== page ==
What We Can Learn From Performance Art
Any performance art fans out there?
Some performance art seems close to exhibitionism. It is, however, a very diverse field.
My own favorite performance artist is Claire Porter.
Categories overlap in performance art. Claire is also a dancer, choreographer, and comedian. You can watch some video clips on her website.
I got to see Claire perform at Keene State College some years ago. We chatted after the show, and we’ve been friends ever since.
Recently she was asked to contribute a chapter to a book on performance art. She asked me to illustrate it.
She notes that while there are no hard and fast rules for crafting performance art, it pays to think about certain things.
1. Zero in
Simply put: decide what you want to explore. Consider all the possibilities, than narrow it down.
If you’re an illustrator: what point are you trying to make? Where’s your main focus?
Maybe your performance piece will have dialogue. Maybe signs, or writing of some kind. Maybe no words at all. Doesn’t matter.
You’re trying to get a feel for what works. String different bits and pieces together. Go a little crazy. Experiment. Speed things up, slow things down. Be abrupt, draw things out. Try different costumes, props. Change the rhythm, the pacing, your physical space. Incorporate any happy accidents.
Every illustrator recognizes this stage: here’s where you make all your rough thumbnail sketches. Anything goes, nothing’s too crazy or absurd. Make it as messy as you want. You never know what might pop out. A lot of it will get thrown out, but who cares? You’re trying to generate ideas.
If you’re a marketer, here’s where you try different approaches, take some risks, think funny, explore ideas that are “out there.” Why not? You’re not judging or editing yourself at this point, because that would restrict your creativity.
Start putting things together. You’re not at the truly ruthless editing stage yet. Stay loose, remain open to inspiration. Ask yourself what seems to be working, and what isn’t. If it feels right, keep it. If not, put it in the “reconsider” pile. Refine your ideas. Start pulling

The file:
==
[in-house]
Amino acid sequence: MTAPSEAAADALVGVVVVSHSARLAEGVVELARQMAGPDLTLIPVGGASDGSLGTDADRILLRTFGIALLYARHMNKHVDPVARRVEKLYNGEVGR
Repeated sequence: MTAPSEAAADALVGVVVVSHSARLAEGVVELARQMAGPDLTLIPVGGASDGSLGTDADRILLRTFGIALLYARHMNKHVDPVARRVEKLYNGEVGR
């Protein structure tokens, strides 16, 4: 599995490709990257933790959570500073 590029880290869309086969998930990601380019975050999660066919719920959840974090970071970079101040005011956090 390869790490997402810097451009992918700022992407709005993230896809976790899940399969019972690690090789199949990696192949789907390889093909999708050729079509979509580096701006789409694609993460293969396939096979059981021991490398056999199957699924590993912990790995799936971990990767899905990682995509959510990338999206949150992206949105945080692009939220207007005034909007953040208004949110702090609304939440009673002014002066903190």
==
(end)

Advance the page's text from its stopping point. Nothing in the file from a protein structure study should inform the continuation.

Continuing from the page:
the best bits together.
If you’re an illustrator, you’ve made a number of sketches. Ask yourself which ones you like best, and why. Are there elements in two or more sketches that you could somehow combine?
If you’re a marketer, you’ve tested different scenarios, tried variations. What engaged, what fell flat? What needs tweaking? What’s generating the most enthusiasm? Time to narrow the field and start rounding up your best ideas.
Put a performance together. Make some decisions re text/dialogue, movements, the physical space. Work out the sequence. Ask yourself what you find most intriguing, what holds your interest.
Perform the piece before a test audience. Collect feedback. Are they “getting it”? If not, what are they getting? What’s not needed? What needs to be reworked? Were there any surprises? Can you use them to advantage?
If you’re a marketer, it’s time to present your concept(s) to the client, and get feedback.
If you do your own marketing, ask trusted colleagues for feedback (if you belong to a local business group, for example). Be open to feedback and criticism, and resist any urge to defend your concept as complete and correct.
There’s a lot of wisdom there whether you’re a performance artist, an illustrator, a marketer, or anyone who’s trying to communicate.
Resist the urge to be preachy or dictate terms. Telling people what to think breeds resentment (usually, invisible resentment).
Be creative. Craft your message in a way that allows people to discover it for themselves. There’s no better route to credibility.
Communication touches every aspect of our lives. Even if we choose not to communicate. It’s the key to success, both in business and in life. Any thoughts about that? Please leave a comment.
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About Mark: I’m an illustrator specializing in humor, branding, social media, and content marketing. I create images that get content seen and shared.
Questions? Send me an email.